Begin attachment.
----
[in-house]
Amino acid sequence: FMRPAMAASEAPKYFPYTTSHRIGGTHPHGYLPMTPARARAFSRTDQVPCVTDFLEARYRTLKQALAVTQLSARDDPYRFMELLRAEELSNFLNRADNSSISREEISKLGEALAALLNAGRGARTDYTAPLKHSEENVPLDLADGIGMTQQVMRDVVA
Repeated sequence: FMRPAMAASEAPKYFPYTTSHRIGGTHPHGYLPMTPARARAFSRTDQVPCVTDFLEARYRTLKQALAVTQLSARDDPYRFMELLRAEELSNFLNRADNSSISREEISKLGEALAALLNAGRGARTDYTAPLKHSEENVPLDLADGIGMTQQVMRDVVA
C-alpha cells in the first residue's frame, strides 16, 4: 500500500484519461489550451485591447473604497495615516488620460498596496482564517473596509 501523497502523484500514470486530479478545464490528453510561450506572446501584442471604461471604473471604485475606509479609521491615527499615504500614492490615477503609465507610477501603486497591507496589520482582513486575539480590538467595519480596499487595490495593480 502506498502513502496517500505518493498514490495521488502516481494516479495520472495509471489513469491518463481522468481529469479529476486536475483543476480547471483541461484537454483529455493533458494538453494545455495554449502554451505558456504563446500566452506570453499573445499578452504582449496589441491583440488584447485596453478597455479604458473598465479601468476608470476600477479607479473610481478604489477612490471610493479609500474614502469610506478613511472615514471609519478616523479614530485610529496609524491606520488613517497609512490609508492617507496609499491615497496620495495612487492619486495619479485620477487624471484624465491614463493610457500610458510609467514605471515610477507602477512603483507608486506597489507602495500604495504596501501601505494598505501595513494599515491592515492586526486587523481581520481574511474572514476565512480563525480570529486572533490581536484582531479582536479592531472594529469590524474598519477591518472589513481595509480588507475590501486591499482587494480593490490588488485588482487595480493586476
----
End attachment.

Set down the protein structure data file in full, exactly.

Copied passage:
[in-house]
Amino acid sequence: FMRPAMAASEAPKYFPYTTSHRIGGTHPHGYLPMTPARARAFSRTDQVPCVTDFLEARYRTLKQALAVTQLSARDDPYRFMELLRAEELSNFLNRADNSSISREEISKLGEALAALLNAGRGARTDYTAPLKHSEENVPLDLADGIGMTQQVMRDVVA
Repeated sequence: FMRPAMAASEAPKYFPYTTSHRIGGTHPHGYLPMTPARARAFSRTDQVPCVTDFLEARYRTLKQALAVTQLSARDDPYRFMELLRAEELSNFLNRADNSSISREEISKLGEALAALLNAGRGARTDYTAPLKHSEENVPLDLADGIGMTQQVMRDVVA
C-alpha cells in the first residue's frame, strides 16, 4: 500500500484519461489550451485591447473604497495615516488620460498596496482564517473596509 501523497502523484500514470486530479478545464490528453510561450506572446501584442471604461471604473471604485475606509479609521491615527499615504500614492490615477503609465507610477501603486497591507496589520482582513486575539480590538467595519480596499487595490495593480 502506498502513502496517500505518493498514490495521488502516481494516479495520472495509471489513469491518463481522468481529469479529476486536475483543476480547471483541461484537454483529455493533458494538453494545455495554449502554451505558456504563446500566452506570453499573445499578452504582449496589441491583440488584447485596453478597455479604458473598465479601468476608470476600477479607479473610481478604489477612490471610493479609500474614502469610506478613511472615514471609519478616523479614530485610529496609524491606520488613517497609512490609508492617507496609499491615497496620495495612487492619486495619479485620477487624471484624465491614463493610457500610458510609467514605471515610477507602477512603483507608486506597489507602495500604495504596501501601505494598505501595513494599515491592515492586526486587523481581520481574511474572514476565512480563525480570529486572533490581536484582531479582536479592531472594529469590524474598519477591518472589513481595509480588507475590501486591499482587494480593490490588488485588482487595480493586476